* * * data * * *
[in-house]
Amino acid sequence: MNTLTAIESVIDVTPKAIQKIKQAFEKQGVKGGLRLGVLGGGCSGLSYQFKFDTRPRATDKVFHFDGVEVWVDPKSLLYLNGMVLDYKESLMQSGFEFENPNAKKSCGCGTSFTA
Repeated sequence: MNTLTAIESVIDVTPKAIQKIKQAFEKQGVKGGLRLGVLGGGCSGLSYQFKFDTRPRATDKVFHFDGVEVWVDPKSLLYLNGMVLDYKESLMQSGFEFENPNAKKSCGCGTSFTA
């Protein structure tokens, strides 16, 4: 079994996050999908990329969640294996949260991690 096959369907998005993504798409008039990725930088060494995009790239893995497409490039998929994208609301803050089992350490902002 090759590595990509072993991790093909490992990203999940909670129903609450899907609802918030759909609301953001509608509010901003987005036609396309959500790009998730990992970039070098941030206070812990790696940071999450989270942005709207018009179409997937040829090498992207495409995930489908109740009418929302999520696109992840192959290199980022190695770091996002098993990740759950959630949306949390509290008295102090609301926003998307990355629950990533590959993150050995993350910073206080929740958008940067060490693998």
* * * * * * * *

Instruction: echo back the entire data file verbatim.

[in-house]
Amino acid sequence: MNTLTAIESVIDVTPKAIQKIKQAFEKQGVKGGLRLGVLGGGCSGLSYQFKFDTRPRATDKVFHFDGVEVWVDPKSLLYLNGMVLDYKESLMQSGFEFENPNAKKSCGCGTSFTA
Repeated sequence: MNTLTAIESVIDVTPKAIQKIKQAFEKQGVKGGLRLGVLGGGCSGLSYQFKFDTRPRATDKVFHFDGVEVWVDPKSLLYLNGMVLDYKESLMQSGFEFENPNAKKSCGCGTSFTA
């Protein structure tokens, strides 16, 4: 079994996050999908990329969640294996949260991690 096959369907998005993504798409008039990725930088060494995009790239893995497409490039998929994208609301803050089992350490902002 090759590595990509072993991790093909490992990203999940909670129903609450899907609802918030759909609301953001509608509010901003987005036609396309959500790009998730990992970039070098941030206070812990790696940071999450989270942005709207018009179409997937040829090498992207495409995930489908109740009418929302999520696109992840192959290199980022190695770091996002098993990740759950959630949306949390509290008295102090609301926003998307990355629950990533590959993150050995993350910073206080929740958008940067060490693998």